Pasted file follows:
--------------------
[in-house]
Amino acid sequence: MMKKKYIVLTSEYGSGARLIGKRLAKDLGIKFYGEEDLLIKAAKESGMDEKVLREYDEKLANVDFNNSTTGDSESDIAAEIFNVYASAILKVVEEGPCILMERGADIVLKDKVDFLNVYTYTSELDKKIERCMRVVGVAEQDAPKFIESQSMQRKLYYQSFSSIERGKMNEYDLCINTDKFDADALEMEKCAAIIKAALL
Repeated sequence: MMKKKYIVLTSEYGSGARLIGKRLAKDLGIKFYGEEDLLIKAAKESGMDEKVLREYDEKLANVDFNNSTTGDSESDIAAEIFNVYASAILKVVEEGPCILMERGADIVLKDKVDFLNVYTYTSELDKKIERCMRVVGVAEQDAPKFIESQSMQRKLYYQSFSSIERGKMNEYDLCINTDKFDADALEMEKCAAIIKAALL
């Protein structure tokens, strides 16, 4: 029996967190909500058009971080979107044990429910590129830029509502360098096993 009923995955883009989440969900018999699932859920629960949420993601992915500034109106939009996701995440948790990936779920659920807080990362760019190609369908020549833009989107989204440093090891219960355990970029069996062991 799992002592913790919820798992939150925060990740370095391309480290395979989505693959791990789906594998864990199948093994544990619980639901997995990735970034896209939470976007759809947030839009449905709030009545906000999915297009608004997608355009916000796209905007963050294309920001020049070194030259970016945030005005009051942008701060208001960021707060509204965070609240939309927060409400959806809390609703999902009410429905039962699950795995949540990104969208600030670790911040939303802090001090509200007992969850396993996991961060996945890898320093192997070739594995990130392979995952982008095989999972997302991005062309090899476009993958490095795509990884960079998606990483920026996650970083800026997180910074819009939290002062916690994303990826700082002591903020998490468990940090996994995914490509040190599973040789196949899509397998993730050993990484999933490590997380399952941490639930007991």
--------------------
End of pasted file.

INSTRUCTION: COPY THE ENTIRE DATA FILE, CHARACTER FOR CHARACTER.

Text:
[in-house]
Amino acid sequence: MMKKKYIVLTSEYGSGARLIGKRLAKDLGIKFYGEEDLLIKAAKESGMDEKVLREYDEKLANVDFNNSTTGDSESDIAAEIFNVYASAILKVVEEGPCILMERGADIVLKDKVDFLNVYTYTSELDKKIERCMRVVGVAEQDAPKFIESQSMQRKLYYQSFSSIERGKMNEYDLCINTDKFDADALEMEKCAAIIKAALL
Repeated sequence: MMKKKYIVLTSEYGSGARLIGKRLAKDLGIKFYGEEDLLIKAAKESGMDEKVLREYDEKLANVDFNNSTTGDSESDIAAEIFNVYASAILKVVEEGPCILMERGADIVLKDKVDFLNVYTYTSELDKKIERCMRVVGVAEQDAPKFIESQSMQRKLYYQSFSSIERGKMNEYDLCINTDKFDADALEMEKCAAIIKAALL
């Protein structure tokens, strides 16, 4: 029996967190909500058009971080979107044990429910590129830029509502360098096993 009923995955883009989440969900018999699932859920629960949420993601992915500034109106939009996701995440948790990936779920659920807080990362760019190609369908020549833009989107989204440093090891219960355990970029069996062991 799992002592913790919820798992939150925060990740370095391309480290395979989505693959791990789906594998864990199948093994544990619980639901997995990735970034896209939470976007759809947030839009449905709030009545906000999915297009608004997608355009916000796209905007963050294309920001020049070194030259970016945030005005009051942008701060208001960021707060509204965070609240939309927060409400959806809390609703999902009410429905039962699950795995949540990104969208600030670790911040939303802090001090509200007992969850396993996991961060996945890898320093192997070739594995990130392979995952982008095989999972997302991005062309090899476009993958490095795509990884960079998606990483920026996650970083800026997180910074819009939290002062916690994303990826700082002591903020998490468990940090996994995914490509040190599973040789196949899509397998993730050993990484999933490590997380399952941490639930007991």